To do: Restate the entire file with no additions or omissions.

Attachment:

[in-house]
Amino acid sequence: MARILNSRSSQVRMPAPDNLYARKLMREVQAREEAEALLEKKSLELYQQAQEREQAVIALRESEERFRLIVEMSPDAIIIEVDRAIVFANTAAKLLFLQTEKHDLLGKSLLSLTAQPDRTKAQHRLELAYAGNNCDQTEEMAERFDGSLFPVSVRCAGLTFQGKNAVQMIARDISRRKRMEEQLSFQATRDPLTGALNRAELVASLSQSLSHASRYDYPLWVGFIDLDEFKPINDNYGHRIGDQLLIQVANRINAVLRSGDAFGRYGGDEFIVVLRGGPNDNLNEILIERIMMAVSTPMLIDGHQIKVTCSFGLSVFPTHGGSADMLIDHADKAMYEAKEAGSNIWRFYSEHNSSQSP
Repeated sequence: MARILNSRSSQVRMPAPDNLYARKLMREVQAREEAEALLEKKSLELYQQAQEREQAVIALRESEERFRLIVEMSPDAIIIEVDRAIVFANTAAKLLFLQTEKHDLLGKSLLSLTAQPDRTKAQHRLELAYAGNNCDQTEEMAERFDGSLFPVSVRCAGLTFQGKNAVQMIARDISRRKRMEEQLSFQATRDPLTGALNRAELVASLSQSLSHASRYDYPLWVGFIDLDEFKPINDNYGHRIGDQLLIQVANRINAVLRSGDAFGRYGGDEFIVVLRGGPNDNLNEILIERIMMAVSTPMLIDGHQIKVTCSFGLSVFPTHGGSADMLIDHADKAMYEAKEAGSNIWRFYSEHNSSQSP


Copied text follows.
[in-house]
Amino acid sequence: MARILNSRSSQVRMPAPDNLYARKLMREVQAREEAEALLEKKSLELYQQAQEREQAVIALRESEERFRLIVEMSPDAIIIEVDRAIVFANTAAKLLFLQTEKHDLLGKSLLSLTAQPDRTKAQHRLELAYAGNNCDQTEEMAERFDGSLFPVSVRCAGLTFQGKNAVQMIARDISRRKRMEEQLSFQATRDPLTGALNRAELVASLSQSLSHASRYDYPLWVGFIDLDEFKPINDNYGHRIGDQLLIQVANRINAVLRSGDAFGRYGGDEFIVVLRGGPNDNLNEILIERIMMAVSTPMLIDGHQIKVTCSFGLSVFPTHGGSADMLIDHADKAMYEAKEAGSNIWRFYSEHNSSQSP
Repeated sequence: MARILNSRSSQVRMPAPDNLYARKLMREVQAREEAEALLEKKSLELYQQAQEREQAVIALRESEERFRLIVEMSPDAIIIEVDRAIVFANTAAKLLFLQTEKHDLLGKSLLSLTAQPDRTKAQHRLELAYAGNNCDQTEEMAERFDGSLFPVSVRCAGLTFQGKNAVQMIARDISRRKRMEEQLSFQATRDPLTGALNRAELVASLSQSLSHASRYDYPLWVGFIDLDEFKPINDNYGHRIGDQLLIQVANRINAVLRSGDAFGRYGGDEFIVVLRGGPNDNLNEILIERIMMAVSTPMLIDGHQIKVTCSFGLSVFPTHGGSADMLIDHADKAMYEAKEAGSNIWRFYSEHNSSQSP